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like potentially it might be confirmed. about the market reaction, and i am struck by the -- you can see the blue line is the cost to insure against a brazilian default in the next five years. it is jumping up towards the white line. the white line is argentinian default rates. this is shocking to me. argentina has default it seven times. five times at its local debt. now we have brazil jumping up to nearly the same levels as the cost to protect against a default in argentina. it seems like a marked in important move. at my screen, you can see what the currency did. it was limited down for the rest of the morning. we think it is overdone because of the point that lisa made about credit default probabilities being priced into the market. but second, local rates are wiping out the central bank.
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that was a key indicator. clearly, inflation is on a structural decline in brazil. it will take a pretty negative series of events and a lot of noise over a long. of time to get the central bank to markedly change their cycle. so all of a sudden. we got something in brazil. we have seen the flows russian. one of the most popular -- one of the flows rush in. we see money going in, and i think the question for many people, for the nontraditional investor aka the tourist in this market, whether it becomes a story. jim: i think what happened yesterday is all of the tourist in brazil see a headline like that. they do not want to explain to their investors while they have the portfolio in
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brazilian assets. it is better to sell the assets and ask questions later. rededicated guys were looking at some realalue, values opened up because currencies have been a one-way ride for about 16 months. lisa: you say that some opportunities open up. not that many flow out of the cash flow out of it. if you take a look at the bloomberg, this is the gap between yields on emerging markets versus u.s. investment-grade debt. it has collapsed. he plugged getting the smallest amount of premiums to own emerging markets debt versus topical debt in the u.s. since 2013. matt, in your world, does this sound alarm builds -- alarm bells? matt: we think u.s. investment spreads are already two tight.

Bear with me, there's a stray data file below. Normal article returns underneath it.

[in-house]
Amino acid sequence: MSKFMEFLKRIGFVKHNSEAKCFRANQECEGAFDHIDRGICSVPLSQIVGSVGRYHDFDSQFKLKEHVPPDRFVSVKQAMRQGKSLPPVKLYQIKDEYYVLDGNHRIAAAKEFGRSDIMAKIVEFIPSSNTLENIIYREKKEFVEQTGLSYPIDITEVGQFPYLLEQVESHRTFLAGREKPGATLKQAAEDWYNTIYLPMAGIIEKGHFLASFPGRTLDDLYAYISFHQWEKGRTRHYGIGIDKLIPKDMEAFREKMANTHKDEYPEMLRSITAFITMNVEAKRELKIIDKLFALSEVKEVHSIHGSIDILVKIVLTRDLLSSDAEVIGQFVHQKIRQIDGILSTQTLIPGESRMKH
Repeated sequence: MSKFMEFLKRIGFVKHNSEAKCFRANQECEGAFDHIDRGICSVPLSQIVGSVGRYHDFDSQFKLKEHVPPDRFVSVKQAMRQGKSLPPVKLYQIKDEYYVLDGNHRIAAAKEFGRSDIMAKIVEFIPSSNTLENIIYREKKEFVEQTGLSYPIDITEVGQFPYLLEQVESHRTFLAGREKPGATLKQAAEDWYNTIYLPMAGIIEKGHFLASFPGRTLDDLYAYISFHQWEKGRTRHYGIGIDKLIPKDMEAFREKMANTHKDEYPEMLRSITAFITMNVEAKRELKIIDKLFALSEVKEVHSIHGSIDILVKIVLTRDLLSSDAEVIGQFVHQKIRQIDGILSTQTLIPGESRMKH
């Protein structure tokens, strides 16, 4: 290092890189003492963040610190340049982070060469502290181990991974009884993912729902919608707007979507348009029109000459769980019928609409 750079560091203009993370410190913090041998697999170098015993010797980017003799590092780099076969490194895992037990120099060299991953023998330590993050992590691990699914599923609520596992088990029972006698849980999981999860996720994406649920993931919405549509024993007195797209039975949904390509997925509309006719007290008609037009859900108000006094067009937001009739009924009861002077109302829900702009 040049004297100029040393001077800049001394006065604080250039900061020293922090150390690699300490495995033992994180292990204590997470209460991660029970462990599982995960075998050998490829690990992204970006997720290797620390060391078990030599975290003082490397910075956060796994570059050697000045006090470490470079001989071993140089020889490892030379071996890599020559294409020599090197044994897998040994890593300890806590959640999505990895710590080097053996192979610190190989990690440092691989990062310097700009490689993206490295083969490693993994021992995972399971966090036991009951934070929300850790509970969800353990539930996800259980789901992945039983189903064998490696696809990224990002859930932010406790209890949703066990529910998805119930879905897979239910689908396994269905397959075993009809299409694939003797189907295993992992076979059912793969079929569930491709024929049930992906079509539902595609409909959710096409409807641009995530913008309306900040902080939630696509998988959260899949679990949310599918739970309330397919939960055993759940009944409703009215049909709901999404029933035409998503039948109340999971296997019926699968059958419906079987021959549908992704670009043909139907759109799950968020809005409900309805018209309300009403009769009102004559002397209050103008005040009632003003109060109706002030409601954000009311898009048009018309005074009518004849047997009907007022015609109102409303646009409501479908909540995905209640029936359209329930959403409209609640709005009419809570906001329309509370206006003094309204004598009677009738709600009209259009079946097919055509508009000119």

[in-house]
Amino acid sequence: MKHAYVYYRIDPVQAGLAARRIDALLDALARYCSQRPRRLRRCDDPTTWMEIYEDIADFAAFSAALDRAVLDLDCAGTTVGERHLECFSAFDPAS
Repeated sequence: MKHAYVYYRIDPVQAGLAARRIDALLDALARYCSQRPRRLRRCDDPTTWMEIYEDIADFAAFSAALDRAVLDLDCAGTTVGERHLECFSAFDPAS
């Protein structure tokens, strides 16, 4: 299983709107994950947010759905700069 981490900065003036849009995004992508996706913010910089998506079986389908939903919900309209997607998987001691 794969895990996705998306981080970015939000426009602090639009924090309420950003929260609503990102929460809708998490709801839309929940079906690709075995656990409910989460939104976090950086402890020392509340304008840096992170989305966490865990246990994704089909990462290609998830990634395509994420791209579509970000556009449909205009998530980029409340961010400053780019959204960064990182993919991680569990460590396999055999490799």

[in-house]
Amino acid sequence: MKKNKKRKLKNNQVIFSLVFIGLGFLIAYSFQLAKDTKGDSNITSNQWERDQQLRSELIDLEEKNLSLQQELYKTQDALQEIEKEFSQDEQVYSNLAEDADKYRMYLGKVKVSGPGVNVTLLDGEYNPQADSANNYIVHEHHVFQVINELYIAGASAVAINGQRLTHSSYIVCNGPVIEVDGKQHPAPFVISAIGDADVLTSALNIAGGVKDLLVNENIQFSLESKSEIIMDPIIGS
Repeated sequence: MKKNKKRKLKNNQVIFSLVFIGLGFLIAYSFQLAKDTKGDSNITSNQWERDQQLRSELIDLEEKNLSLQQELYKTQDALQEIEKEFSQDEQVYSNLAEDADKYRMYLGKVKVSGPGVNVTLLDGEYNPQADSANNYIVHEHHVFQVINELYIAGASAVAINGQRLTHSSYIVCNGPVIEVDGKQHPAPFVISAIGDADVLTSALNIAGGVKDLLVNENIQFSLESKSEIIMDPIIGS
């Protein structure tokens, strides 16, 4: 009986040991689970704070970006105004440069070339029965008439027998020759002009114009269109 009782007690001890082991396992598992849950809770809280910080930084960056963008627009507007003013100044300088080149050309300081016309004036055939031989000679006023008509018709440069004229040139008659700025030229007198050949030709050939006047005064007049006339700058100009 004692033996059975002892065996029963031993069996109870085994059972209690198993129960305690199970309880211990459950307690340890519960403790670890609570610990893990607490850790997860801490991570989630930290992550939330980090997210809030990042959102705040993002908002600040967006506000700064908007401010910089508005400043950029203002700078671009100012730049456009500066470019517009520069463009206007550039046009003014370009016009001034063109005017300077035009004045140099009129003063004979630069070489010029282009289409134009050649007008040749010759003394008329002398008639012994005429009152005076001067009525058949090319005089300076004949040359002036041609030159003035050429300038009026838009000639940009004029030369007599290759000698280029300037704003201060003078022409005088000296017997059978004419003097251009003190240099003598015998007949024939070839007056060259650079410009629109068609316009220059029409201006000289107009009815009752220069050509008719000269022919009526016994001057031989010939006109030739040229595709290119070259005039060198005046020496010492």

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a doublelking about whammy. we focus on the u.s. we think at some point, the bell will toll for u.s. investment-grade credit. jonathan: investors in the u.s. think id is too tight. what do you think about i at -- about em? jim: there is not a class on the planet that is too cheap. we have a relatively robust spread to the global government bond. it is not just treasuries. you have an awful lot of dem buyers from there. currencies were down on a by 50%.basis we wiped out a lot of currency overvaluation in em. now we have cheaper currencies, and look at really yields an
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emerging markets versus emerging -- a lot of investors see values in emerging markets. jonathan: i keep hearing the year 2013. can they really get on a balance sheet reduction path on the federal reserve without seeing significant trouble? view ofthink the fed's the balance sheet is at full they want to use in a passive way. forget it and if they get a couple more rate hikes this year, that is what they will start doing in 2018. i think the fed it will be able to get the balance sheet moving lower. jim: it always depends on market expectations. if they begin to unwind it come a signal to the market in a rational manner and treasury yields don't jump, it has the potential to be a somewhat nonevent. jonathan: sticking with us.